Last Updated on by Mitch Rezman
Birds are known for being messy creatures, and this can be seen not only in their living spaces but also in their feeding areas.
There are a few reasons why pet birds are just as messy as wild birds, and these include their 100,000,000 years of instinctual expectation as foragers, their feeding habits, and their physical characteristics.
Birds are messy because they are foragers.
This means that they search for food by pecking at the ground or foliage, and this can cause a lot of debris to be scattered around.
They eat pregnant fish in one lake and poop out fertile fish eggs in another lake miles away.
When birds are foraging for seeds, they scatter them all over the place while moving.
For those of you with some form of ADD who can’t handle bird debris on your new Pergo floors or see it embedded in your 70’s style shag carpeting – pet birds are not a good fit for your lifestyle.
Older video but still relevant about cleaning birdcages
In the wild, birds like to turn over leaves and grass to find insects, and this can scatter plant material around their feeding area.
In our homes, they tear up proper bird toys (for the bird) toys are not available they will settle for drapes, blinds, and furniture.
What is a “proper bird toy”?
A bird toy your bird engages with.
A perch can be a bird toy also like this one
Birds are messy because of their feeding habits and physical characteristics.
Most pet birds like to eat a lot and quickly, which can lead to fast and furious feeding sessions that result in food being spilled or scattered everywhere.
This is a survival technique. When birds are bending down to feed they cannot watch the sky for predators so that’s why you’ll see them constantly looking up.
Further birds don’t have teeth nor a mammal-like Jaw which was a trade-off with nature for flight in terms of weight, The hulls come off seeds but smaller seeds are simply swallowed into the crop where they can remain intact for up to 6 hours.
Shameless self-promotion here, the seeds in
Birds have a unique digestive system that produces both solid and liquid waste, which means they need to excrete frequently.
This can lead to bird droppings being scattered across their living and feeding areas, which can be unsightly and unhygienic.
Another survival technique ~ birds can regurgitate their entire crop contents almost immediately in order to reduce takeoff weight for defensive flight.
The food then travels onto two stomachs for digestion but that’s for another story.
Wild birds like to eat berries from trees, and they will often peck at them aggressively which can cause them to fall and create a mess on the ground.
If your bird likes pomegranate seeds, just cover the kitchen walls, or you’ll be wiping pomegranate juice off for eternity.
Moreover, birds will often take food items back to their nests or perches and eat there, which can result in droppings or debris accumulating in those areas.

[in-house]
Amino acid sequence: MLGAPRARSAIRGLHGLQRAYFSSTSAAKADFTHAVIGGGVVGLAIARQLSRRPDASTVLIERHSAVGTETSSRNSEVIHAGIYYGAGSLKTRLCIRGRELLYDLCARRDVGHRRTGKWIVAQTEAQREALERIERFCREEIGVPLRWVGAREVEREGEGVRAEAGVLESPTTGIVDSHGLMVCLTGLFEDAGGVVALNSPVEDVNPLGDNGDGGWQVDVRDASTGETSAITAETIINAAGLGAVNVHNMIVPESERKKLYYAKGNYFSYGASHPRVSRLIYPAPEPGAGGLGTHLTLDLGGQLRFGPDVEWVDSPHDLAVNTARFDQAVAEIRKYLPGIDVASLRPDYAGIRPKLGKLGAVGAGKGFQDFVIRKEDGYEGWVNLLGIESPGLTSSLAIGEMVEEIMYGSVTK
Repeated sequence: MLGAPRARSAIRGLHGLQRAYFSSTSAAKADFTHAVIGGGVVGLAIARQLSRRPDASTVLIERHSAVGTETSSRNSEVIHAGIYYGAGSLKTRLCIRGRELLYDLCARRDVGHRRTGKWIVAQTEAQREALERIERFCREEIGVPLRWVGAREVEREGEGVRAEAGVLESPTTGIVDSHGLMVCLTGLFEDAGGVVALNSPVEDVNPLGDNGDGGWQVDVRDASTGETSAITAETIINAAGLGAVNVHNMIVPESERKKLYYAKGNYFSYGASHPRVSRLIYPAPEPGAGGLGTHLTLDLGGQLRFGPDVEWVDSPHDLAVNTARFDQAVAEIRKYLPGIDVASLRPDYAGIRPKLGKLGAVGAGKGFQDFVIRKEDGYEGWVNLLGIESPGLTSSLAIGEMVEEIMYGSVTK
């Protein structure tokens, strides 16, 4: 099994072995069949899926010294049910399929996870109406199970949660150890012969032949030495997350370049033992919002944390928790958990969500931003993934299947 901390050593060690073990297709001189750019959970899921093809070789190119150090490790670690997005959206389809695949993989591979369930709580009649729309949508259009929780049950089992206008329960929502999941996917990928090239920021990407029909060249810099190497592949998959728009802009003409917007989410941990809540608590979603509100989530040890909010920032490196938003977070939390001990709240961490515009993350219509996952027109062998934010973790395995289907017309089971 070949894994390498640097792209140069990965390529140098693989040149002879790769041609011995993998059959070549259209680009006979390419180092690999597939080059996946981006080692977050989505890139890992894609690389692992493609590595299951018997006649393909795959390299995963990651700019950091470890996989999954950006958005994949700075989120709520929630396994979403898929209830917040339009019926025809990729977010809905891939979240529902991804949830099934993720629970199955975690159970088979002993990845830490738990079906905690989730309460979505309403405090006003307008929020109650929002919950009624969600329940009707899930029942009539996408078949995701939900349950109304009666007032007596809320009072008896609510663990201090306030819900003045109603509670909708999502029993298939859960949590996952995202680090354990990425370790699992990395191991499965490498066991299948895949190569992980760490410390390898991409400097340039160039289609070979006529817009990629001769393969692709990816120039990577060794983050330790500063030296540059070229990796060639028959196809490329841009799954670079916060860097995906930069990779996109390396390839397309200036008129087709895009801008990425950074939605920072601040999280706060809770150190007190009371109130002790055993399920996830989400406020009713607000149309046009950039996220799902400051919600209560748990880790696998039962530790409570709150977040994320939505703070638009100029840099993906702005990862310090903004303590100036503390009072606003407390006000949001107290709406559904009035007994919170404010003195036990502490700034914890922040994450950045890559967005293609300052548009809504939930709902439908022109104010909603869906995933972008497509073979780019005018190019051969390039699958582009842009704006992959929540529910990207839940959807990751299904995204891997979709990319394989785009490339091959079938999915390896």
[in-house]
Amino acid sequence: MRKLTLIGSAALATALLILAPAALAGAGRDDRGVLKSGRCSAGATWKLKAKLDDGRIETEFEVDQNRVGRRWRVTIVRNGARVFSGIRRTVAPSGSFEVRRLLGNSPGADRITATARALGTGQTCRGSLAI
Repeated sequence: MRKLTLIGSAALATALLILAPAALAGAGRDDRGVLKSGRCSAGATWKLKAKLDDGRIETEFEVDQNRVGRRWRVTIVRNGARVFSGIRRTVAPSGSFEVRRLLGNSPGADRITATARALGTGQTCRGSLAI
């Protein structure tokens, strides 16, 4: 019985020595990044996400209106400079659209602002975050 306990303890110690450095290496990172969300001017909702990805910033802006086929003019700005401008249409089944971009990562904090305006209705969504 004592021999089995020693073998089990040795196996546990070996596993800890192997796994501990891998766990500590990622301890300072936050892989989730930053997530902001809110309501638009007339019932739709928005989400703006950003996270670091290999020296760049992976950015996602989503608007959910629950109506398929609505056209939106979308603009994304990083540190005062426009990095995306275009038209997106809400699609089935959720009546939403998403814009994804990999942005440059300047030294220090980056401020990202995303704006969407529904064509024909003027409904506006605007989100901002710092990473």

I personally spend about 15 minutes every day or two and then 30 minutes at least once a week for some heavy “crevice” vacuuming.
Moreover, birds are covered in feathers that will molt at least annually, as a rule creating an additional mess.
When all our birds are molting I sleep with my gun and vacuum next to the bed.
Overall, birds are messy creatures due to their nature as foragers, their feeding habits, and their physical characteristics.
Despite their messiness, wild birds play important roles in ecosystems by helping to pollinate plants, control insect populations, and distribute plant seeds.
Feathered factoid ~ birds are immune to habanero peppers which enables them to transport the seeds, endlessly.
Therefore, while their messiness can be frustrating, it is important to remember the valuable contributions that birds make to the natural world.
I find peace watching all our birds flutter about (we keep cage doors open a good part of the day) and all their sweet tiny voices ~ as long as I’m not wearing my hearing aids.
Muting them doesn’t work because Chili immediately learned how to snag one out my ear without ever landing on my shoulder – watching a $3000 hearing aid fly away in a velociraptors beak was nerve-wracking.
About the featured image (top of the page):
The kakariki parakeet is a type of parakeet, also known as the orange-fronted parakeet.
It is native to New Zealand and is found primarily in the Canterbury region of the South Island.
The kakariki parakeet is one of the rarest parakeet species in the world, with only around 200-300 individuals left in the wild.
The main threats to their survival include habitat loss, predation by introduced mammals, and disease.
Conservation efforts are underway to protect the kakariki parakeet, including predator control, habitat restoration, and captive breeding programs.
Written by Mitch Rezman
Approved by Catherine Tobsing